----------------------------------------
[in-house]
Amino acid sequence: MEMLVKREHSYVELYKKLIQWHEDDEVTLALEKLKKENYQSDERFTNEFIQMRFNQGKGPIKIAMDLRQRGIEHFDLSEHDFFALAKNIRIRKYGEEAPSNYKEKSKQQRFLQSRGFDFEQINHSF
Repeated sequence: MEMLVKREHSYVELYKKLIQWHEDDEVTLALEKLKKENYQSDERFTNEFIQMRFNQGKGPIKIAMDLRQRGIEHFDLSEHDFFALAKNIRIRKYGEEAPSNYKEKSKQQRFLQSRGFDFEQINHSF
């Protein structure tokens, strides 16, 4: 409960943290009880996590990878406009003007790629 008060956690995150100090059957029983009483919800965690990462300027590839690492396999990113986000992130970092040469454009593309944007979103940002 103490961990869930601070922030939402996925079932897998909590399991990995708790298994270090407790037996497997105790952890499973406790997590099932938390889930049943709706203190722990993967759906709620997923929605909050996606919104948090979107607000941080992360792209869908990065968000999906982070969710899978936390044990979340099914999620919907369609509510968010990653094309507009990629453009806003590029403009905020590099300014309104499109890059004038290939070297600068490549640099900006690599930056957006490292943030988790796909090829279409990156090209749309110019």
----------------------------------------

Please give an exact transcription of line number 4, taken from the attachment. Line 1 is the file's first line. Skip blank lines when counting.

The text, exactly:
């Protein structure tokens, strides 16, 4: 409960943290009880996590990878406009003007790629 008060956690995150100090059957029983009483919800965690990462300027590839690492396999990113986000992130970092040469454009593309944007979103940002 103490961990869930601070922030939402996925079932897998909590399991990995708790298994270090407790037996497997105790952890499973406790997590099932938390889930049943709706203190722990993967759906709620997923929605909050996606919104948090979107607000941080992360792209869908990065968000999906982070969710899978936390044990979340099914999620919907369609509510968010990653094309507009990629453009806003590029403009905020590099300014309104499109890059004038290939070297600068490549640099900006690599930056957006490292943030988790796909090829279409990156090209749309110019």